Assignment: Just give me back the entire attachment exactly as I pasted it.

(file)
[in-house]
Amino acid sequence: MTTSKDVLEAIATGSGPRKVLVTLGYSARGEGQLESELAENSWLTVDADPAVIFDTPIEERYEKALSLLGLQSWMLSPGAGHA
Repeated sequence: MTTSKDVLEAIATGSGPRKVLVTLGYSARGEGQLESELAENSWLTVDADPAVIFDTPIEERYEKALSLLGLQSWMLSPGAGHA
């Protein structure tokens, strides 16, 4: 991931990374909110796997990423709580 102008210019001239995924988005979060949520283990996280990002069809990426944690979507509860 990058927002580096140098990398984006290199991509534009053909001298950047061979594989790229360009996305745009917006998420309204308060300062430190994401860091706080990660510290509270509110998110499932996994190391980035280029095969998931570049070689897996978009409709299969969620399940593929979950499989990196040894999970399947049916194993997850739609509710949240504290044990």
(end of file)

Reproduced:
[in-house]
Amino acid sequence: MTTSKDVLEAIATGSGPRKVLVTLGYSARGEGQLESELAENSWLTVDADPAVIFDTPIEERYEKALSLLGLQSWMLSPGAGHA
Repeated sequence: MTTSKDVLEAIATGSGPRKVLVTLGYSARGEGQLESELAENSWLTVDADPAVIFDTPIEERYEKALSLLGLQSWMLSPGAGHA
């Protein structure tokens, strides 16, 4: 991931990374909110796997990423709580 102008210019001239995924988005979060949520283990996280990002069809990426944690979507509860 990058927002580096140098990398984006290199991509534009053909001298950047061979594989790229360009996305745009917006998420309204308060300062430190994401860091706080990660510290509270509110998110499932996994190391980035280029095969998931570049070689897996978009409709299969969620399940593929979950499989990196040894999970399947049916194993997850739609509710949240504290044990």